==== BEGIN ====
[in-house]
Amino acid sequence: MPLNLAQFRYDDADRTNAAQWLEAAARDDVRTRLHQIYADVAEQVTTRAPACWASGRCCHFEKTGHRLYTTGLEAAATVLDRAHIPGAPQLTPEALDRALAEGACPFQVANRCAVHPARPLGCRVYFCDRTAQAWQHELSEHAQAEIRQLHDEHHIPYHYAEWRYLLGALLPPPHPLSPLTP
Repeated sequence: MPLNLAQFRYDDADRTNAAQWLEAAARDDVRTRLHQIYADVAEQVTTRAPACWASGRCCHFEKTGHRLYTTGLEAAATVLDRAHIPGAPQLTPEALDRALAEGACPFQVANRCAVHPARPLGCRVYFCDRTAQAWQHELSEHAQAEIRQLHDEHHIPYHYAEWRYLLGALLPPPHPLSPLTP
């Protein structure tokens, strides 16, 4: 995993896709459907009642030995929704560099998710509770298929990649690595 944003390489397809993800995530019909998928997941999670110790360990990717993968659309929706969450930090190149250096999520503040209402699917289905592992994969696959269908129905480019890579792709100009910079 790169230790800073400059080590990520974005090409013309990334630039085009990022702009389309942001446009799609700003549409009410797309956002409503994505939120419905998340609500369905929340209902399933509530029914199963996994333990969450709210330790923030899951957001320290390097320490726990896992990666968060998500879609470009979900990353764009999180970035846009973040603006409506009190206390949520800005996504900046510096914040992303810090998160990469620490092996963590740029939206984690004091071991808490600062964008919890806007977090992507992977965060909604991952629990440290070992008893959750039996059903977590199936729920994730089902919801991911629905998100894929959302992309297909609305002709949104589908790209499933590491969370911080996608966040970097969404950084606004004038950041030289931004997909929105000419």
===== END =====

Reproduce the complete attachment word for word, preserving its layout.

[in-house]
Amino acid sequence: MPLNLAQFRYDDADRTNAAQWLEAAARDDVRTRLHQIYADVAEQVTTRAPACWASGRCCHFEKTGHRLYTTGLEAAATVLDRAHIPGAPQLTPEALDRALAEGACPFQVANRCAVHPARPLGCRVYFCDRTAQAWQHELSEHAQAEIRQLHDEHHIPYHYAEWRYLLGALLPPPHPLSPLTP
Repeated sequence: MPLNLAQFRYDDADRTNAAQWLEAAARDDVRTRLHQIYADVAEQVTTRAPACWASGRCCHFEKTGHRLYTTGLEAAATVLDRAHIPGAPQLTPEALDRALAEGACPFQVANRCAVHPARPLGCRVYFCDRTAQAWQHELSEHAQAEIRQLHDEHHIPYHYAEWRYLLGALLPPPHPLSPLTP
């Protein structure tokens, strides 16, 4: 995993896709459907009642030995929704560099998710509770298929990649690595 944003390489397809993800995530019909998928997941999670110790360990990717993968659309929706969450930090190149250096999520503040209402699917289905592992994969696959269908129905480019890579792709100009910079 790169230790800073400059080590990520974005090409013309990334630039085009990022702009389309942001446009799609700003549409009410797309956002409503994505939120419905998340609500369905929340209902399933509530029914199963996994333990969450709210330790923030899951957001320290390097320490726990896992990666968060998500879609470009979900990353764009999180970035846009973040603006409506009190206390949520800005996504900046510096914040992303810090998160990469620490092996963590740029939206984690004091071991808490600062964008919890806007977090992507992977965060909604991952629990440290070992008893959750039996059903977590199936729920994730089902919801991911629905998100894929959302992309297909609305002709949104589908790209499933590491969370911080996608966040970097969404950084606004004038950041030289931004997909929105000419």